Celebrating the difference

25 Mar,2012

By Shalini Rawla


Standing in a queue, waiting for your turn can be quite an enervating experience. But not if you keep yourself occupied with a weird kind of game – guess the gender of the baby who is staring back at you while the unsuspecting mother ahead of you holds the baby in her arms, haplessly waiting for her turn. Notice if the baby engages with you and makes eye contact. Is your smile returned? Or does the baby have your face last on the priority list – everything else that you carry – your mobile phone, spectacle frame, jewelry, bag etc. hold the baby’s attention more than your face? Chances are the former is a baby girl and the latter a boy.


Dr Louann Brizendine, MD, author of the brilliant book The Female Brain explains how we are hard wired to behave differently as two genders right from the time when a foetus turns eight weeks in the womb. We are different as men and women. And shall remain so. A fact we must celebrate. And as marketers thoroughly understand. But have we been able to display that depth of understanding in our marketing strategies? While marketers routinely differentiate between men and women as target audience, brand strategies don’t often make this distinction. Does that mean a woman’s floor in a retail store should be all pink and men’s all blue? No. That is typecasting. Trouble is that most brand managers do not know the difference between typecasting and original casting. Who do you consider as more gender neutral – Hamleys who consciously removed “sexist” signs dividing its toys into boys and girls departments after being accused of gender stereotyping or Harley-Davidson who has been marketing to women for many years in several of the iconic motorcycle brand’s digital initiatives and promotional events?


As a responsible marketer, we all know we must steer clear of all gender stereotypes. But today responsible marketing is mere posturing as a lot of what most marketers do is done in a vacuum. They do not know how to go beyond the gender demographics and celebrate the differences. To them male and female segments are like two boxes and each can be unboxed with the same strategy. They would rather be seen as politically correct than leverage those differences for a better engagement with their customers. Knowing the differences mean you know intimate details about your customers. Marketing to them differently does not mean you are being sexist. A bolder step for Hamleys would have been to continue with the two departments but tailor make the same remote controlled car for a girl child and that for a boy child.


In a study titled, “Men Buy, Women Shop,” researchers at Wharton’s Jay H. Baker Retail Initiative and the Verde Group, a Toronto consulting firm state that women think of shopping in an inter-personal, human fashion and men treat it as more instrumental. It’s a job to get done. In their book Why Men Don’t Listen and Women Can’t Read Maps, Barbara and Allan Pease explain why women are different from men in much the same way as Brizendine does, going back to how our brains are wired and how hormones dictate our behaviors.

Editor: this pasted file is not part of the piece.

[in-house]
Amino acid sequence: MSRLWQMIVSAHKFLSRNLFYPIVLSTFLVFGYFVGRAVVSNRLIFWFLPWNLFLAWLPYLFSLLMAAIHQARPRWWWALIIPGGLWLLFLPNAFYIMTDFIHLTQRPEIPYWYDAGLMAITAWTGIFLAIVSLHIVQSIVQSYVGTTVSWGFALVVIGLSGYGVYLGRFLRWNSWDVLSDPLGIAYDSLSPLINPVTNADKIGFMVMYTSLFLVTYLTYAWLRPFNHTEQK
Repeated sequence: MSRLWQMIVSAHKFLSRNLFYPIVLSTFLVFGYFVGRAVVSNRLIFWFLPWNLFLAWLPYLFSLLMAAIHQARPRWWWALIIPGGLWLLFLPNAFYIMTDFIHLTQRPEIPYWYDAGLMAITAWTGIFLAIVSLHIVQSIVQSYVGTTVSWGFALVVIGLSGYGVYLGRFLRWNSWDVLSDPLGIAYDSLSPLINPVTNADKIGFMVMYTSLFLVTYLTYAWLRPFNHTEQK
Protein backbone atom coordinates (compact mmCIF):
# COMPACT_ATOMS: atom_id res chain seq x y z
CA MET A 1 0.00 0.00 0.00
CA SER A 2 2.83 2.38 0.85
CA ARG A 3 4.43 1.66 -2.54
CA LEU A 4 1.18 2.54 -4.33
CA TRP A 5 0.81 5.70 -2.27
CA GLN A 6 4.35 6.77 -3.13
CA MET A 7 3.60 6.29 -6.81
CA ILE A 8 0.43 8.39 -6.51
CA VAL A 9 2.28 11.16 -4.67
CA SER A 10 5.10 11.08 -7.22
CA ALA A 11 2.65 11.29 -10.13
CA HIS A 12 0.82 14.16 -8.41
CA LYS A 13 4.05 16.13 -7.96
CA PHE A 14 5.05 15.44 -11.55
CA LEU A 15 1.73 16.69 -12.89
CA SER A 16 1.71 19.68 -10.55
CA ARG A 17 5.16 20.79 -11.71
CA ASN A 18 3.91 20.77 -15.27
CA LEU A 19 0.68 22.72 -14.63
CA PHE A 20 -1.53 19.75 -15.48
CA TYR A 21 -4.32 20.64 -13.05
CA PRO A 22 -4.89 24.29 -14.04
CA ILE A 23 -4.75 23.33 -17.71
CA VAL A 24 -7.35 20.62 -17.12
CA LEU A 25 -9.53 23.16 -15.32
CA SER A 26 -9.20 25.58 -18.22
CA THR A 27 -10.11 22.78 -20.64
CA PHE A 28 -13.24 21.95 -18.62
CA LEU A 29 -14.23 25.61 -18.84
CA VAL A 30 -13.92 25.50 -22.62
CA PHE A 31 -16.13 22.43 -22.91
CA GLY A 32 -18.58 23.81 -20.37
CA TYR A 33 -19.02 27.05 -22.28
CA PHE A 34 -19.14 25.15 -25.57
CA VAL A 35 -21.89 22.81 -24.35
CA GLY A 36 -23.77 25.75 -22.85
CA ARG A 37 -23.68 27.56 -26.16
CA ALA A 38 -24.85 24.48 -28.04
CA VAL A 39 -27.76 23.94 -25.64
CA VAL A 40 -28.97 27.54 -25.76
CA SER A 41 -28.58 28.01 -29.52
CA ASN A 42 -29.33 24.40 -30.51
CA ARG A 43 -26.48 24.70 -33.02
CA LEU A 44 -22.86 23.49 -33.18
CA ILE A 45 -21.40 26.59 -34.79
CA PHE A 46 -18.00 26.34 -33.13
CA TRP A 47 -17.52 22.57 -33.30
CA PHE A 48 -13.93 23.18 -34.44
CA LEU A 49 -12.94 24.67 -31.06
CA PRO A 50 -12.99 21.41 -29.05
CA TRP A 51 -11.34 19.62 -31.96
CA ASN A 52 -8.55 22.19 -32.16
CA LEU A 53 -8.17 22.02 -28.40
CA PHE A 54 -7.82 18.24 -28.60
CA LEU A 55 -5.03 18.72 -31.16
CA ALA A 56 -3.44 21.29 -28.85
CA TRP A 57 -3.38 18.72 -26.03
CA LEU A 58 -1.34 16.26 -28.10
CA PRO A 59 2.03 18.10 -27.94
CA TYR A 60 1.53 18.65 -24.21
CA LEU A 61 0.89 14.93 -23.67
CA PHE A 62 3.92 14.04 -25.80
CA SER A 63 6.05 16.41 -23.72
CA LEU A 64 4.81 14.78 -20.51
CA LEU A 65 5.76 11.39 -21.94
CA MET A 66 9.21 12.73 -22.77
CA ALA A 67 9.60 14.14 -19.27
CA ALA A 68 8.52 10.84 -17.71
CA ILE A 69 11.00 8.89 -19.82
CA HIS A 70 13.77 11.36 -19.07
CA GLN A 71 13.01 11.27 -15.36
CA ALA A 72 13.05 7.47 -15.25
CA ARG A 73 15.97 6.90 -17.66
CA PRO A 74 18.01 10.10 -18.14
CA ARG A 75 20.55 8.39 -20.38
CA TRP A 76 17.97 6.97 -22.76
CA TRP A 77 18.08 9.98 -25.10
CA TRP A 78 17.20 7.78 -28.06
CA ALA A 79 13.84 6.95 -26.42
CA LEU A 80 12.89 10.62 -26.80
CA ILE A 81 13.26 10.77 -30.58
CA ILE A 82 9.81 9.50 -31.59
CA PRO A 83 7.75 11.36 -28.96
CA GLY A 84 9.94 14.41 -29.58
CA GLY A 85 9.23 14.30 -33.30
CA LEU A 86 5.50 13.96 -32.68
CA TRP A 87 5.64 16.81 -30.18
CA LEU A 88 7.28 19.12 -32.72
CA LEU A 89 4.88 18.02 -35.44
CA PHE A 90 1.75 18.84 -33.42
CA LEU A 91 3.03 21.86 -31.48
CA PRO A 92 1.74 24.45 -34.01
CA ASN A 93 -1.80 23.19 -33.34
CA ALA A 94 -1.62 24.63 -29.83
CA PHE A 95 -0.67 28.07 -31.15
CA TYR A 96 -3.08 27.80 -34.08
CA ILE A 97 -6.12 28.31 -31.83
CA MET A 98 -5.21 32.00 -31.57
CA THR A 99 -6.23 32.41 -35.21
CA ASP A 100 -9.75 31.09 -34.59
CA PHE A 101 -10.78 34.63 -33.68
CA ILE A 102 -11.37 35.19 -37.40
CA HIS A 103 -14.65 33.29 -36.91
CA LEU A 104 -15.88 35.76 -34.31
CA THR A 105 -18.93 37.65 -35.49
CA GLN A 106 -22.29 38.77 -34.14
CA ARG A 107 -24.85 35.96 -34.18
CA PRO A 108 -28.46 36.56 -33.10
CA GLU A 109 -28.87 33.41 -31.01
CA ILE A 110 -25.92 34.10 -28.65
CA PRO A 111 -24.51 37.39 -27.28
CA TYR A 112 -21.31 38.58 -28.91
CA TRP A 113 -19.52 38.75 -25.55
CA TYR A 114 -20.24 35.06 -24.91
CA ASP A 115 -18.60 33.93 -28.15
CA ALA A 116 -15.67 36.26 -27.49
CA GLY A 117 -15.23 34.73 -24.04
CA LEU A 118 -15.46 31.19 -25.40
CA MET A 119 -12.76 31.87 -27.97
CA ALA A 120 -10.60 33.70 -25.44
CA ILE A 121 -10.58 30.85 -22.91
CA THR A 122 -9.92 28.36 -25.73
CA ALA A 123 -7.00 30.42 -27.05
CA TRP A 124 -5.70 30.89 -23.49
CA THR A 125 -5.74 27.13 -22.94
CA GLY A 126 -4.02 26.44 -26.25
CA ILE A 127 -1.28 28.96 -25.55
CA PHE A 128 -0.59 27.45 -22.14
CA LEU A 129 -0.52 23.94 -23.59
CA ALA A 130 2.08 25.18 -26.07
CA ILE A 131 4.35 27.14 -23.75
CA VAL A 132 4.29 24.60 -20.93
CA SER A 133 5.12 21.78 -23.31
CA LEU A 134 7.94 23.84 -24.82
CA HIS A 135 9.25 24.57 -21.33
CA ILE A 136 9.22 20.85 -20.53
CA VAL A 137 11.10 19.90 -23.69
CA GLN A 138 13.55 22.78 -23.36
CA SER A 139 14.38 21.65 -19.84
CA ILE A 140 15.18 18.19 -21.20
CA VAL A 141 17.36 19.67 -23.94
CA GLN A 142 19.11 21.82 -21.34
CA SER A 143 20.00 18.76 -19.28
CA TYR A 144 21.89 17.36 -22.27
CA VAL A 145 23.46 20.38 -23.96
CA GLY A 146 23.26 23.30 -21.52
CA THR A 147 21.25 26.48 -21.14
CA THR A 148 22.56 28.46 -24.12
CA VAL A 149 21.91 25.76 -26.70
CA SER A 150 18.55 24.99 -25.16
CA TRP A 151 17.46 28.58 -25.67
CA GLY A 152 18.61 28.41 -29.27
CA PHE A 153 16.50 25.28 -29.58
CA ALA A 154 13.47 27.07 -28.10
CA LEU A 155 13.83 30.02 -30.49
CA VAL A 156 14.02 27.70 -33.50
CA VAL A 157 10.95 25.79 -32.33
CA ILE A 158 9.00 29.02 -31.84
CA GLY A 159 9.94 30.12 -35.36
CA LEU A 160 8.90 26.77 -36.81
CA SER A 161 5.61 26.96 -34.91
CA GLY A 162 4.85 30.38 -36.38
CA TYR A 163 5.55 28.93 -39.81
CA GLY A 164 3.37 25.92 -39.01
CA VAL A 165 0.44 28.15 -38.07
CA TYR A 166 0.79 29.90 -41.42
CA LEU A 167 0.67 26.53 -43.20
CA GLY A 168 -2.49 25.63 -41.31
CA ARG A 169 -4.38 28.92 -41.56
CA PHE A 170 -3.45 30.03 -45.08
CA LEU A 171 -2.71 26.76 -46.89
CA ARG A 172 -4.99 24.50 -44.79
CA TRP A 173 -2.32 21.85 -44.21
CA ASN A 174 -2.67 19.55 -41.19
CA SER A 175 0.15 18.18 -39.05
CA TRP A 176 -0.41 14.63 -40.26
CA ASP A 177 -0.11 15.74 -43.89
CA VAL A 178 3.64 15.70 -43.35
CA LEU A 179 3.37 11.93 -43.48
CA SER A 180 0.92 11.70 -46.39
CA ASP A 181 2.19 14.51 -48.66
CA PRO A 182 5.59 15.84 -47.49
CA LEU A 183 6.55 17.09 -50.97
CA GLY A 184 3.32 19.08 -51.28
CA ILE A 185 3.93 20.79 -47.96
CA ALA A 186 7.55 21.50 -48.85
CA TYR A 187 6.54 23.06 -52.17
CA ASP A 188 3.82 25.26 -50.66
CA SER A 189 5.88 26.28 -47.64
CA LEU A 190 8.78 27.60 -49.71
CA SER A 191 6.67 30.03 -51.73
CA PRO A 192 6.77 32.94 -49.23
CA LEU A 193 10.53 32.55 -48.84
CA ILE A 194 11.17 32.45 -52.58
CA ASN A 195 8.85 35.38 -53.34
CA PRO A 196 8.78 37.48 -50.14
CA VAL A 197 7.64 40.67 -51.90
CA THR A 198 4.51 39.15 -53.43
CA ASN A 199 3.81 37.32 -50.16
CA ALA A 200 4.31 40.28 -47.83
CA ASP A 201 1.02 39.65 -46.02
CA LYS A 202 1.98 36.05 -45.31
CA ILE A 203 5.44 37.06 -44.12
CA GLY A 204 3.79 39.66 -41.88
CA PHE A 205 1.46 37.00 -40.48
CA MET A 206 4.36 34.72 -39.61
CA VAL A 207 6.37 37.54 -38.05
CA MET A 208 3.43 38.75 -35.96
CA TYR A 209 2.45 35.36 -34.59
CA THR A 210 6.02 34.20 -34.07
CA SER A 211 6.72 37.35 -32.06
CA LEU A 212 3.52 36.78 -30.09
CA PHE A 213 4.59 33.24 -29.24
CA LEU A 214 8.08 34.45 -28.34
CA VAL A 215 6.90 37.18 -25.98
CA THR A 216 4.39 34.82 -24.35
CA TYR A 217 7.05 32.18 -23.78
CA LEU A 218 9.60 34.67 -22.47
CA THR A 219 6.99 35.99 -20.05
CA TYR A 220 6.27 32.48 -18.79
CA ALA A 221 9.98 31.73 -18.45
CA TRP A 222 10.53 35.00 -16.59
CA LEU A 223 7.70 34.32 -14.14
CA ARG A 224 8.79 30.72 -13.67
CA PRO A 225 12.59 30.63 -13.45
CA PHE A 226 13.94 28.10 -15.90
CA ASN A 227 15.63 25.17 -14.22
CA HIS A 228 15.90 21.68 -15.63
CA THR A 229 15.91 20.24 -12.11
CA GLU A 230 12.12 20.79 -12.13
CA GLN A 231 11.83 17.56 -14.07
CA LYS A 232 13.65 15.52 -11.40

All this is good information to arm yourself with. But how can one apply these learnings in the context of our culture, our society and mores? The answer is in keen observation, intent questioning and a dogged determination to convert the information into intelligence.


High involvement and reasonably unisex categories like apparel, fashion and personal care in a retail and shopping context bring out sharper gender differences. We all know that women while dressing up choose the top wear first and then the bottom wear. Men on the other hand usually choose the bottom wear first. There is a Freudian dimension of celebrating one’s sexuality hidden in what you choose to dress up first with. Hence a woman is likely to choose a top wear as her most fashionable outfit and men are most likely to consider their bottom wear as more fashionable. Top wear for men is ‘cool and comfortable’ which has a different and lower fashion quotient from the ‘sexy and snug’ bottom wear. The reverse is true for women. Armed with this knowledge a marketer can position his brands accordingly. And it is not just about communicating to them differently. It is about how you display the stuff for them as well.


Women have never been able to figure out why men have so many blue coloured shirts. But men consider each of their blue hues a different colour! Voila! There lies the answer to the age-old conundrum a fashion retail head asks constantly – should it be a colour block display or should it be theme based display? Well just go ahead and display differently for the two genders. The nuances and differences continue further. Ask both genders to buy an outfit for a date they are going for. The woman knows clearly which stores to go to but is confused on what to buy. The man on the other hand knows exactly what he wants and sets out to get that from where he thinks it will be available. Men dress up to go on a date (the occasion) and their dressing is not likely to change on the basis of whom they are meeting. Women dress up for the date (the individual) and their choice of outfits may be different for different dates. Imagine the possibilities in merchandise, display and service that a fashion brand can offer.From a market research standpoint, the academic community has done most of the work on psychographic and behavioristic segmentation – leading to a point where we have ready-made, validated, agreed and fully published papers. Gender is one of the easier customer attributes to address in a strategic fashion. Truly sophisticated marketers could get into attempting to differentiate services by gender. True engagement is all about celebrating the difference.


-The author is Managing Consultant at The Key Consumer Diagnostics.



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